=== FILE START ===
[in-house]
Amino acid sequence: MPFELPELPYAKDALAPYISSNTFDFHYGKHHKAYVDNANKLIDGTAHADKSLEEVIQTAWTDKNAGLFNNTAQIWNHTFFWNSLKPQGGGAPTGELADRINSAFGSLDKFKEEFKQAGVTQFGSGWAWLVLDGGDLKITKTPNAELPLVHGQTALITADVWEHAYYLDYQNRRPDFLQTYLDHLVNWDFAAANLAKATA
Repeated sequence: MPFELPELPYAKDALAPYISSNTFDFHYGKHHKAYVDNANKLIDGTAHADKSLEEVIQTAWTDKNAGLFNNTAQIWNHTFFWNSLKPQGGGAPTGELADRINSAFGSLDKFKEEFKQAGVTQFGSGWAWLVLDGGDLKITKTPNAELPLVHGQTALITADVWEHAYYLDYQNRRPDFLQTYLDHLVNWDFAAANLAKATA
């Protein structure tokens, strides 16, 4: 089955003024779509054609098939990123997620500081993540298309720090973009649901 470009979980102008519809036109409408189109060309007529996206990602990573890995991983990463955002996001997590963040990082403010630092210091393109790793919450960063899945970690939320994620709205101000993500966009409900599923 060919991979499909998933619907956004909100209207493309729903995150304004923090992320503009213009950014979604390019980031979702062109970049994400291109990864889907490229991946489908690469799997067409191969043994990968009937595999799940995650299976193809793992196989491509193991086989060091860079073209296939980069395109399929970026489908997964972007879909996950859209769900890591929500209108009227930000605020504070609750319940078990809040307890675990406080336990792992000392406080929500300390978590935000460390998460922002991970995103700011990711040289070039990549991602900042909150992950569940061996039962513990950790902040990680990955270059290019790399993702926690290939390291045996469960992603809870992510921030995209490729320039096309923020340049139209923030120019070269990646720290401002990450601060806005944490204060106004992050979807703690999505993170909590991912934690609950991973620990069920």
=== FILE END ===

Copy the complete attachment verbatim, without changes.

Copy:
[in-house]
Amino acid sequence: MPFELPELPYAKDALAPYISSNTFDFHYGKHHKAYVDNANKLIDGTAHADKSLEEVIQTAWTDKNAGLFNNTAQIWNHTFFWNSLKPQGGGAPTGELADRINSAFGSLDKFKEEFKQAGVTQFGSGWAWLVLDGGDLKITKTPNAELPLVHGQTALITADVWEHAYYLDYQNRRPDFLQTYLDHLVNWDFAAANLAKATA
Repeated sequence: MPFELPELPYAKDALAPYISSNTFDFHYGKHHKAYVDNANKLIDGTAHADKSLEEVIQTAWTDKNAGLFNNTAQIWNHTFFWNSLKPQGGGAPTGELADRINSAFGSLDKFKEEFKQAGVTQFGSGWAWLVLDGGDLKITKTPNAELPLVHGQTALITADVWEHAYYLDYQNRRPDFLQTYLDHLVNWDFAAANLAKATA
């Protein structure tokens, strides 16, 4: 089955003024779509054609098939990123997620500081993540298309720090973009649901 470009979980102008519809036109409408189109060309007529996206990602990573890995991983990463955002996001997590963040990082403010630092210091393109790793919450960063899945970690939320994620709205101000993500966009409900599923 060919991979499909998933619907956004909100209207493309729903995150304004923090992320503009213009950014979604390019980031979702062109970049994400291109990864889907490229991946489908690469799997067409191969043994990968009937595999799940995650299976193809793992196989491509193991086989060091860079073209296939980069395109399929970026489908997964972007879909996950859209769900890591929500209108009227930000605020504070609750319940078990809040307890675990406080336990792992000392406080929500300390978590935000460390998460922002991970995103700011990711040289070039990549991602900042909150992950569940061996039962513990950790902040990680990955270059290019790399993702926690290939390291045996469960992603809870992510921030995209490729320039096309923020340049139209923030120019070269990646720290401002990450601060806005944490204060106004992050979807703690999505993170909590991912934690609950991973620990069920």